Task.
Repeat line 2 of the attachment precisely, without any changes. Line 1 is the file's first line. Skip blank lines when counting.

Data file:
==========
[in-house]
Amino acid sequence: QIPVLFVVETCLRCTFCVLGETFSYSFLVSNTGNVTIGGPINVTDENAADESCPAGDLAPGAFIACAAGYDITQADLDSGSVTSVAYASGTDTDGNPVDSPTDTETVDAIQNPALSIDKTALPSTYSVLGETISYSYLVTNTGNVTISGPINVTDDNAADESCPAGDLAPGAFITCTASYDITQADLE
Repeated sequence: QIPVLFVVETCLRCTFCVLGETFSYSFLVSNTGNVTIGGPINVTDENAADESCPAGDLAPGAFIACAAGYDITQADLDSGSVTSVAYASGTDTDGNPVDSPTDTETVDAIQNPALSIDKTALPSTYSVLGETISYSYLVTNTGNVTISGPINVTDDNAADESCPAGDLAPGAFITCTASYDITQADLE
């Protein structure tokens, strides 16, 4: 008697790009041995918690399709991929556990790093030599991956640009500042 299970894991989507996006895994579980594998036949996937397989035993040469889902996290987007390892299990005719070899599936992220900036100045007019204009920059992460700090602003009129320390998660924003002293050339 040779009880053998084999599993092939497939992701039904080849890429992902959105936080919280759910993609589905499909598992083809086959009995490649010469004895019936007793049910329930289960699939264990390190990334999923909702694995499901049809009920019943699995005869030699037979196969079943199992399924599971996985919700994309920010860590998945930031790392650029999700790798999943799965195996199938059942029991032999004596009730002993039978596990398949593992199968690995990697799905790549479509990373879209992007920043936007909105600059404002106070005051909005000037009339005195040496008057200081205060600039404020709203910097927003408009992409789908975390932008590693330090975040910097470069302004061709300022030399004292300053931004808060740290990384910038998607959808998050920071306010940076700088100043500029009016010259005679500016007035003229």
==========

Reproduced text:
Amino acid sequence: QIPVLFVVETCLRCTFCVLGETFSYSFLVSNTGNVTIGGPINVTDENAADESCPAGDLAPGAFIACAAGYDITQADLDSGSVTSVAYASGTDTDGNPVDSPTDTETVDAIQNPALSIDKTALPSTYSVLGETISYSYLVTNTGNVTISGPINVTDDNAADESCPAGDLAPGAFITCTASYDITQADLE